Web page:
• Team meetings – There will usually be particular agenda items to both inform and obtain feedback on major developments from staff throughout the organisation. Team days may be arranged that serve both team bonding and organisational commitment purposes
  • Buddies and mentors – Senior people may offer to provide informal support to younger and/or newer members of the organisation. Reverse mentoring – where senior people seek information and perspective from younger and newer members of the organisation – is increasingly popular

Some firms have achieved high levels of employee engagement by following the lead of the John Lewis Partnership. In early 2019, Hodge Jones & Allan became the first law firm to become entirely employee owned with the introduction of an Employee Ownership Trust

There’s a helpful checklist on employee engagement at the Chartered Management Institute (CMI)

There are also helpful resources here: including a report on “The State of Employee Engagement” in 2018

Engage for Success is a UK voluntary organisation supporting employee engagement. It was established in 2011 following the Government-backed Employee Engagement Task Force chaired by David MacLeod and Nita Clarke.

Communicating with former employees

Many professional service firms extend beyond existing employee engagement and have structured programmes for managing communications with former employees. These alumni programmes are critical in maintaining relationships with those who are in a position to act as sponsors and to provide referrals and recommendations.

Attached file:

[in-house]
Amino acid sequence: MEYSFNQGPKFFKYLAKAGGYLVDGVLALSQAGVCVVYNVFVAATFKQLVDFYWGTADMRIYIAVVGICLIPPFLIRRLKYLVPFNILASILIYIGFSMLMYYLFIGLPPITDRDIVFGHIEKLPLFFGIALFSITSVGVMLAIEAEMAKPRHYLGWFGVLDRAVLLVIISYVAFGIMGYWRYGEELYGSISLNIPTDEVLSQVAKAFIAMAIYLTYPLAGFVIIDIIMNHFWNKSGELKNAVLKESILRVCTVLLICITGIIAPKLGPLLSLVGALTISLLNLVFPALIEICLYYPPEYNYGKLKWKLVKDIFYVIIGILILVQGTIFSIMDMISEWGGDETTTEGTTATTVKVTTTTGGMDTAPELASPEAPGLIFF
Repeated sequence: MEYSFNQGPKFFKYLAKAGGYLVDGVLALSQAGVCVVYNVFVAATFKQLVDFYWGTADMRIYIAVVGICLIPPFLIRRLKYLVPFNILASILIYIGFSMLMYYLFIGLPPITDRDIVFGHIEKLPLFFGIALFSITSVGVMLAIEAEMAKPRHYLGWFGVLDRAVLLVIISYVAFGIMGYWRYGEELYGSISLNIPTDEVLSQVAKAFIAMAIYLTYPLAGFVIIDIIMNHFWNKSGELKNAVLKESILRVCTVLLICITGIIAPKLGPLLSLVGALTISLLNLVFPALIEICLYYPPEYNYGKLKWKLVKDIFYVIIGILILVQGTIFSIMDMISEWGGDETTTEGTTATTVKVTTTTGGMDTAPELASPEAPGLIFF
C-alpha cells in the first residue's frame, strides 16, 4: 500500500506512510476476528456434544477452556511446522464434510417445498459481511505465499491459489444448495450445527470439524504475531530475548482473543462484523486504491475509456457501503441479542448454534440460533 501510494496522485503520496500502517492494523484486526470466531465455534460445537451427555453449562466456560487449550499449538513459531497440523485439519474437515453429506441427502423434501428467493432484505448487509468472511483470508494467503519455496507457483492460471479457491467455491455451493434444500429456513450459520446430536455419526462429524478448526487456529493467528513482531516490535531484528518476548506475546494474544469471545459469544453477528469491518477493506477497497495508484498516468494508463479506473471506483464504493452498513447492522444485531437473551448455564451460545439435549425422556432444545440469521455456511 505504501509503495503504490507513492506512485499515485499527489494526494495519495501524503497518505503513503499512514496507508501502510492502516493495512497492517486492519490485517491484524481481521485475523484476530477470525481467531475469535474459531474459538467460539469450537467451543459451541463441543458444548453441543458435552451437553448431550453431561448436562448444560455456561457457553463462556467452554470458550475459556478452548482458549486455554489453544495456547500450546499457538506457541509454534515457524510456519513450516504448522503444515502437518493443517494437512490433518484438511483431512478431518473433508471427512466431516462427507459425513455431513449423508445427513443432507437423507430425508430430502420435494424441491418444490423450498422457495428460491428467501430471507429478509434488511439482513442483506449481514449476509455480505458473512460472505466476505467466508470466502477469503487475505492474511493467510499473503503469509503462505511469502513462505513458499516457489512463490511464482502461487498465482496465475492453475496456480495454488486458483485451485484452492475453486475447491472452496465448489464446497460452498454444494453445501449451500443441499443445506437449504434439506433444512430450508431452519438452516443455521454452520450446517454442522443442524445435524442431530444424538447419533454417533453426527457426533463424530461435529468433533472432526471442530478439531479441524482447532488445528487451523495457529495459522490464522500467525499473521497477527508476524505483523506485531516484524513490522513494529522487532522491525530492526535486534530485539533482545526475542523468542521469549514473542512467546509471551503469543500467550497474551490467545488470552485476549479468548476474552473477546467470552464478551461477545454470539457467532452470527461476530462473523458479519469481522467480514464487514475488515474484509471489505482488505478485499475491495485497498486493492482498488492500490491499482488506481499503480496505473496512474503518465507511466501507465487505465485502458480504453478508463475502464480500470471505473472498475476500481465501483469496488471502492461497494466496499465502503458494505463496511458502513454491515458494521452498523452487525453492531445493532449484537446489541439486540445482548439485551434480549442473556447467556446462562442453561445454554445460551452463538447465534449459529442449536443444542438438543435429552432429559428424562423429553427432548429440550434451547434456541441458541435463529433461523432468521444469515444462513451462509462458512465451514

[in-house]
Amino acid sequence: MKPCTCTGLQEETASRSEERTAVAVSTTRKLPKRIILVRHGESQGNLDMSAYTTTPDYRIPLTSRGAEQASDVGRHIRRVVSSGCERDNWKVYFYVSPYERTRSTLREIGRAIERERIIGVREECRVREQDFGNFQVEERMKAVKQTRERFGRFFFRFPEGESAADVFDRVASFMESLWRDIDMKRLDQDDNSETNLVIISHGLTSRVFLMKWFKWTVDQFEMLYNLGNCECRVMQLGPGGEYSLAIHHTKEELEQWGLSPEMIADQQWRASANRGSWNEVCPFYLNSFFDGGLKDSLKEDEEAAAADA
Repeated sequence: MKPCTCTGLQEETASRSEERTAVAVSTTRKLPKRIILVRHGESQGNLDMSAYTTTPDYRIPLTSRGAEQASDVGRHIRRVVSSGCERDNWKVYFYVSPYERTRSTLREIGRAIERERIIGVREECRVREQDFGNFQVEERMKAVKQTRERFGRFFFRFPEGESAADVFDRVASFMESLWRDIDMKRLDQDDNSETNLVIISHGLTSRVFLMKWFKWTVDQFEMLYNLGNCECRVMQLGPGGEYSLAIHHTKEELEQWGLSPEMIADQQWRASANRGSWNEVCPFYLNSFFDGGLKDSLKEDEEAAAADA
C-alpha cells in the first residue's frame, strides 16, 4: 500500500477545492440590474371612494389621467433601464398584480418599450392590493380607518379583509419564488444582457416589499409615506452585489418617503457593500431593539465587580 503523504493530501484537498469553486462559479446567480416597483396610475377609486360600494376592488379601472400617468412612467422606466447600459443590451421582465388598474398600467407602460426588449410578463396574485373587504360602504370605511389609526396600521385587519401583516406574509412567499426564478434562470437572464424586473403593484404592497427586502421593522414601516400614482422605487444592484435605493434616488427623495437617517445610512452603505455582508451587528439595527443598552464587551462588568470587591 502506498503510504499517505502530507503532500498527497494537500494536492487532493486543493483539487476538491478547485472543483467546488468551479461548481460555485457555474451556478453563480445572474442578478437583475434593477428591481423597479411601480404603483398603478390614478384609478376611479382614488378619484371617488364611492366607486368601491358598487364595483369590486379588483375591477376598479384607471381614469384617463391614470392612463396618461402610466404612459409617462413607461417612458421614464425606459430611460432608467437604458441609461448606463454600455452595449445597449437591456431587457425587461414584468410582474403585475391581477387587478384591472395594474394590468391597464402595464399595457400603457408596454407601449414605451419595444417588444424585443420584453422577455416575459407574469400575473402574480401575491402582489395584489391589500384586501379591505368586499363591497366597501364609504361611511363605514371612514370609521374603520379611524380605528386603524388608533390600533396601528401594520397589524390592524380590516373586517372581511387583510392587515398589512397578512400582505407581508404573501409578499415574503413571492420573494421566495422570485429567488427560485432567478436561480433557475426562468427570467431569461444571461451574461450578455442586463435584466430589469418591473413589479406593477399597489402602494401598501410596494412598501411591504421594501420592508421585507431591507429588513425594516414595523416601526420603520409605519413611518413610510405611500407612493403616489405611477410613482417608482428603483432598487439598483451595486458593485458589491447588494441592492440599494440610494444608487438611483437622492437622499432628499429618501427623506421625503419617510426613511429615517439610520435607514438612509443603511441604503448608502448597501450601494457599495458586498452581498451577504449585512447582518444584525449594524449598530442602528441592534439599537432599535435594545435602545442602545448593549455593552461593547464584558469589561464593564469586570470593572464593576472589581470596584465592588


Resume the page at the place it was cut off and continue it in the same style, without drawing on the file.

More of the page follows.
The largest law firms – such as Allen & Overy and Herbert Smith Freehills as well as the largest accountancy practices (e.g. Deloitte) have made significant investments in their alumni programmes. For example, Allen & Overy has a dedicated web site and produces a year book of critical updates. As well as being a component of the Employee Value Proposition (EVP) it also serves as an effective recruitment tool with a 16% returner rate (compared to the industry average of 10%).

Who is responsible for employee engagement?

Most people accept that the leadership team is ultimately responsible for employee engagement – people will follow a visionary leader.

In some organisations, employee engagement is the responsibility of a human resources (HR) or an internal communications department. Sometimes the marketing communications team is responsible for employee engagement. But anyone who is embarking on a change management project will need to understand it to achieve buy-in and results.

From a professional perspective, many human resource people are employee engagement experts. Their professional association is the Chartered Institute of Personnel and Development (CIPD which offers helpful fact sheets:

The Association for Business Psychologists (ABP) is another organisation that offers professionals in employee engagement

“Business Psychology is the study and practice of improving working life. It combines an understanding of the science of human behaviour with experience of the world of work to attain effective and sustainable performance for both individuals and organisations” (ABP)

The ABP has the following categories of activity:

  • Selection and assessment
  • Organisational development
  • Coaching
  • Leadership development
  • Learning and development
  • Talent management
  • Employee engagement
  • Safe and user-friendly work environments
  • Performance management and appraisal
  • Culture
  • Health and well-being at work
  • Psychometric testing

Related topics – Internal communication and buy-in

Internal communication and buy-in are critical for employee engagement:

Related topics – change management

There are many posts on different aspects of change management, for example: